My tip: choose a stretch denim fabric to make fitting even easier!

Slow & Steady:

You finally want to tackle that masterpiece jeans project of yours that’s been on your list for ages? The Ginger Jeans by Closet Case Patterns is a very well designed five-pockets-jeans pattern with a higher back rise, belt loops, rivets and all! The pattern is incredibly popular and known for a flattering fit and a professional look. You’ll need more supplies compared to Mia, but this is a project of love and a masterpiece you will be proud of! In Germany we say it’s for those with “patience and spittle”.

My tip: Make sure you have all the supplies ready by the time your sewing weekend starts, so you can work without frustrating shopping runs. Take your time and enjoy the ride!

Blouses: Silk CamiĀ  vs. Carme Blouse

There are just soo many great blouse patterns, but these two are my current favourites.

Speedy:

The Silk Cami (Sew Over It) is such a satisfying quick sew. I can’t recommend it enough. It comes together very quick: no fastenings, bias binding or darts! It’s a basic French seamed sleeveless cami top finished at the neckline with a facing. You’ll need very little fabric and very little time! I love to use this pattern for hacks, such as thisĀ dress. It probably doesn’t even count as a blouse, as there are no sleeves or anything involved. But this is such an elegant little garment, it is more than just a top.

My tip: Spend some money on a high quality polyester, cotton lawn or silk fabric. You won’t need much fabric, so you can go for quality over quantity.

Slow & Steady:

If you want to take your time and get into more technical handiwork, the Carme Blouse by Pauline Alice Patterns is a great project. It’s a sophisticated-looking, but versatile blouse. It offers a couple of challenges such as pin tucks,Ā a small mao collar, a front yoke, a button placket and sleeve tabs. The instructions are very easy to follow and you’ll also find sewalong videos for this project on Youtube.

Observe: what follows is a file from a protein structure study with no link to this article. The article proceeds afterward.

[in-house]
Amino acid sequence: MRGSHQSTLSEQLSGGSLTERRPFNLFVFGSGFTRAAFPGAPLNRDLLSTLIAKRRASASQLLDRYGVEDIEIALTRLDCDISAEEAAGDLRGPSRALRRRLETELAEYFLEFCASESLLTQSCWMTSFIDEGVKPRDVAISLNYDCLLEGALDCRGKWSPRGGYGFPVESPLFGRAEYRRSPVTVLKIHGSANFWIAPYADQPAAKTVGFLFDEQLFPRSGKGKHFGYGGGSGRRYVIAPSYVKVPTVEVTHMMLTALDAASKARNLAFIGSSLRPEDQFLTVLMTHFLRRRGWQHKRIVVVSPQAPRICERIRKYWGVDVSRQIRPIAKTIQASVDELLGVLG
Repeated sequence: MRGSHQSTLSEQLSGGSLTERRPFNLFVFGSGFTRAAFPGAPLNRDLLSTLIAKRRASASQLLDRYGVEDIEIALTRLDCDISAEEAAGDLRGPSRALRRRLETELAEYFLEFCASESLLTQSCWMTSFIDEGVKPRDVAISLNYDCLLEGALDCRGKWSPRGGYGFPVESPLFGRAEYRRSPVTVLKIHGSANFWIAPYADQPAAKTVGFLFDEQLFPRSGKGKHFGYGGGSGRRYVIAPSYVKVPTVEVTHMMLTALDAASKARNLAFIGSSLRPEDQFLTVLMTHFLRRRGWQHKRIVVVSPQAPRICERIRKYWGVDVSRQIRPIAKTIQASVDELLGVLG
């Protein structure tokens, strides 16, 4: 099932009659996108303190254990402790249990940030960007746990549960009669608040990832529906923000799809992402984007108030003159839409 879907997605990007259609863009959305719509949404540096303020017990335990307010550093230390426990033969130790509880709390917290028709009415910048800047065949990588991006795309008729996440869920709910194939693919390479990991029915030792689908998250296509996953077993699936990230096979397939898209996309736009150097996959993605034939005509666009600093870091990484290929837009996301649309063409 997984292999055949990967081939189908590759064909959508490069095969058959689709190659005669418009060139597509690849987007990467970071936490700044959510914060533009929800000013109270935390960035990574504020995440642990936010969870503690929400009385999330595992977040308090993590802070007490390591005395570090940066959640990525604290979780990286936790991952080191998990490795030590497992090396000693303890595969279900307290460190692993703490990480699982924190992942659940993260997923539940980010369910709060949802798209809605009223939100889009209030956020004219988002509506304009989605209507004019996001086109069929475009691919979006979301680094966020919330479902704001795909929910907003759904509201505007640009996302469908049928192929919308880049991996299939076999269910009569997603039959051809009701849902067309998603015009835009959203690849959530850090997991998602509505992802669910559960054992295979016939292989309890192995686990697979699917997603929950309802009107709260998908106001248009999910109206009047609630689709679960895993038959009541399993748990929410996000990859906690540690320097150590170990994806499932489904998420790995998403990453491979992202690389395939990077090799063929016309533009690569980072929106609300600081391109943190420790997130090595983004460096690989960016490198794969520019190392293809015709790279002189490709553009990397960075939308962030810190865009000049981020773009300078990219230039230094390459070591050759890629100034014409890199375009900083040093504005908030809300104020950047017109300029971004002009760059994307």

My tip: Instead of just following the pattern markings for the pin tucks, take your time and measure – press – sew one by one. I found that measuring the intervals gives a much neater outcome.

Coats: Burdastyle Wool Coat vs. Ellsworth Coat

Burda 09/2015 #117 and Mia Jeans by thisblogisnotforyou.com

Speedy:

The Burdastyle pattern 09/2015 #117AĀ is such a rewarding little project. Not much effort but making a big impact. View B is belted and slightly shorter than View A. The pattern is pretty brilliant as long as you use the right fabric. Theyā€™re asking for double-sided wool because it comes without lining.Ā Therefore, itā€™s a really quick, simple sew. No interfacing, no lining, no bindings. Itā€™s pretty much just three pattern pieces: front, back and back sleeve (plus pockets). The sleeves are two pieces. The front one is cut as a kimono sleeve and part of the front bodice pattern. I got many compliments on this coat and people can’t believe I made it myself. You can check out my version here. No-sweat coat making with this little number!

My tip: Find a show-stopper fabric in a bold colour. Make sure your fabric is double-sided!

Slow & Steady:

The Ellsworth Coat by Christine Haynes is a fully lined classic 1960’s-inspired double breasted overcoat. You can go topstitching galore on this one! There’s a collar, lots of buttons and buttonholes, pockets, lining… basically everything you want and more when your sewing mojo is top-notch and you have the whole weekend in front of you. Add a season of Game of Thrones or Homeland to the mix and you’re good to go!

My Tip: If you’re planning on using a patterned fabric, buy a little extra and take your time before you cut to get the pattern matching right.

Skirts: Ultimate Pencil Skirt vs. Hepburn Skirt

Ultimate Pencil Skirt by Thisblogisnotforyou.com
The Hepburn Skirt by thisblogisnotforyou.com

Skirts are generally easygoing and quick projects. It depends on pleating, button plackets, zips or pockets how much time you’ll need.

Speedy:

The Ultimate Pencil Skirt by Sew Over It is one of my all-time favourite patterns. It’s very elegant but simple, works also as a mini skirt and can be made in woven or knitted fabrics (I tested this!). The trickiest part of this skirt is at most the concealed side zip. I made a version with a exposed front zip which also worked brilliantly. I’ve made many versions and hacks of this skirt, it’s the perfect base once you got the fit right. I made a faux-wrap hack with belt-and-all. I even based the design of my wedding dress on this pattern! It’s so very versatile, it’s definitely worth buying.

My Tip: Find a fabric with a little stretch and focus on getting a perfect fit. It’s a great base for many future skirt projects.

Slow & Steady:

My very own Hepburn Skirt PDF pattern is another great option for a high-waisted pencil skirt. The vertical and horizontal seam lines are perfect for colour-blocking and give you some options for experimenting with style lines and colours. Cutting, sewing, pressing and finishing seams takes a little bit longer, although the skirt is fairly easy to sew. It’s certainly a project for a confident beginner to tackle.

My Tip: Depending on the type of fabric you choose, you might want to take the time to add a lining, as well. Thus, you prevent the skirt from riding up when you walk.Ā